"Long before it's in the papers"
January 27, 2015


Newfound gene could play role in aging from birth

July 17, 2014
Courtesy of the Scripps Research Institute
and World Science staff

It’s some­thing of an eter­nal ques­tion: Can we slow or even re­verse ag­ing? Al­though ge­net­ic ma­nipula­t­ions can al­ter some cel­lu­lar pro­cesses, not so much is known about the mech­a­nisms of the ag­ing pro­cess in liv­ing things.

Now sci­en­tists have found in an­i­mal mod­els that one gene plays a sur­pris­ing role in ag­ing that can be de­tected early on in de­vel­op­ment. They say the dis­cov­ery could point to­ward the pos­si­bil­ity of one day us­ing ther­a­peu­tics, even some com­monly used ones, to ma­ni­pu­late the ag­ing pro­cess it­self.

This “de­vel­op­mental gene, known as Sp­ns1, may me­di­ate the ag­ing pro­cess,” said Shuji Ki­shi, a pro­fes­sor at the from the Flor­i­da cam­pus of The Scripps Re­search In­sti­tute who led the stu­dy, pub­lished by the jour­nal PLoS Ge­net­ics. “Even a par­tial loss of Sp­ns1 func­tion can speed ag­ing.”

Us­ing var­i­ous ge­net­ic ap­proaches to dis­turb Sp­ns1 dur­ing the em­bry­on­ic and/or lar­val stages of ze­brafish—which have emerged as use­ful for stu­dying dis­eases as­so­ci­at­ed with de­vel­op­ment and ag­ing—the sci­en­tists said they pro­duced some mod­els with a short­ened life span, oth­ers that lived long lives.

While most stud­ies of “se­nes­cence”—de­creases in a cel­l’s pow­er of di­vi­sion and growth—have fo­cused on lat­er stages of life, the new study ex­plores early stages. “Muta­t­ions to Sp­ns1 both dis­turbs de­vel­op­mental se­nes­cence and badly af­fects the long-term bio-chronological ag­ing pro­cess,” Ki­shi said.

The study found that Sp­ns1, along with a pair of “tu­mor sup­pres­sor genes,” called be­clin 1 and p53, can in­flu­ence se­nes­cence through two dif­fer­ent mech­a­nisms: the Sp­ns1 de­fect was en­hanced by Be­clin 1 but sup­pressed by ‘basal’ p53. Sp­ns1 also was found to hin­der au­tophagy, a pro­cess where­by cells re­move un­wanted or de­struc­tive pro­teins and bal­ance en­er­gy needs dur­ing var­i­ous life stages.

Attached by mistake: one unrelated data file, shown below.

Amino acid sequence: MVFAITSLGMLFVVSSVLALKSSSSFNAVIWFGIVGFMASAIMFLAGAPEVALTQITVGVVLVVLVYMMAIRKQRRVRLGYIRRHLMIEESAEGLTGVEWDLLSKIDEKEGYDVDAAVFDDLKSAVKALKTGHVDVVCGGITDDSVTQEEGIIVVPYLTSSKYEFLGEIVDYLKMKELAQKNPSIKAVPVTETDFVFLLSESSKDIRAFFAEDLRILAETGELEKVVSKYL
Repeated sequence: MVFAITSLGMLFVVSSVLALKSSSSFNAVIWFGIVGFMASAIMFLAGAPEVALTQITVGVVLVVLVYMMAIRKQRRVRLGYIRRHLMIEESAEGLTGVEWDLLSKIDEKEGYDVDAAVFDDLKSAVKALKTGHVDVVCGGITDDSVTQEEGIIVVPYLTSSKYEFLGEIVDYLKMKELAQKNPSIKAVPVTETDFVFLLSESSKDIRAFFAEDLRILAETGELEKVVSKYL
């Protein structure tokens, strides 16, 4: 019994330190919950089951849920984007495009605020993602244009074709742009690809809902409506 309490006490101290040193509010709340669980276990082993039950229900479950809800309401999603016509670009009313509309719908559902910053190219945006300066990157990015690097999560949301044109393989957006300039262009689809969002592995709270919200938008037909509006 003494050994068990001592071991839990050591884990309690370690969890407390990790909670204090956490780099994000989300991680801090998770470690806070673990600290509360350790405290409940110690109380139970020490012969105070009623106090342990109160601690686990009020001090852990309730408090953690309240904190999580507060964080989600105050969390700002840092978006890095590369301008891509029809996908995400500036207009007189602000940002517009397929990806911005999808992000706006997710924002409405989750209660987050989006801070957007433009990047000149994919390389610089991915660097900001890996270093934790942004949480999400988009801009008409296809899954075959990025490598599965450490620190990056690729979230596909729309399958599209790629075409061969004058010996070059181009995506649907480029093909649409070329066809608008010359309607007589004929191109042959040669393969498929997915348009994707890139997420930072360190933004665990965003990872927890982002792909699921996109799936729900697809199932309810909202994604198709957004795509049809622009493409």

Build­ing on their in­sights from the stu­dy, Ki­shi and his col­leagues not­ed in the fu­ture ther­a­peu­tics might be able in­flu­ence ag­ing through Sp­ns1. He said a com­monly used ant­ac­id, Prilosec, has been shown to tem­po­rarily sup­press au­tophagic ab­nor­mal­ity and se­nes­cence seen in the Sp­ns1 de­fi­cien­cy.

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It’s something of an eternal question: Can we slow or even reverse aging? Although genetic manipulations can alter some cellular dynamics, not much is known about the mechanisms of the aging process in living things. Now scientists have found in animal models that one gene plays a surprising role in aging that can be detected early on in development. They say the discovery could point toward the possibility of one day using therapeutics, even some commonly used ones, to manipulate the aging process itself. This “developmental gene, known as Spns1, may mediate the aging process,” said Shuji Kishi, a professor at the from the Florida campus of The Scripps Research Institute who led the study, published by the journal PLOS Genetics. “Even a partial loss of Spns1 function can speed aging.” Using various genetic approaches to disturb Spns1 during the embryonic and/or larval stages of zebrafish—which have emerged as useful for studying diseases associated with development and aging—the scientists said they produced some models with a shortened life span, others that lived long lives. While most studies of “senescence”—declines in a cell’s power of division and growth—have focused on later stages of life, the new study explores early stages. “Mutations to Spns1 both disturbs developmental senescence and badly affects the long-term bio-chronological aging process,” Kishi said. The study found that Spns1, along with a pair of “tumor suppressor genes,” called beclin 1 and p53, can influence developmental senescence through two different mechanisms: the Spns1 defect was enhanced by Beclin 1 but suppressed by ‘basal’ p53. In addition to affecting senescence, Spns1 hinders autophagy, the process whereby cells remove unwanted or destructive proteins and balance energy needs during various life stages. Building on their insights from the study, Kishi and his colleagues noted in the future therapeutics might be able influence aging through Spns1. He said a commonly used antacid, Prilosec, has been shown to temporarily suppress autophagic abnormality and senescence observed in the Spns1 deficiency.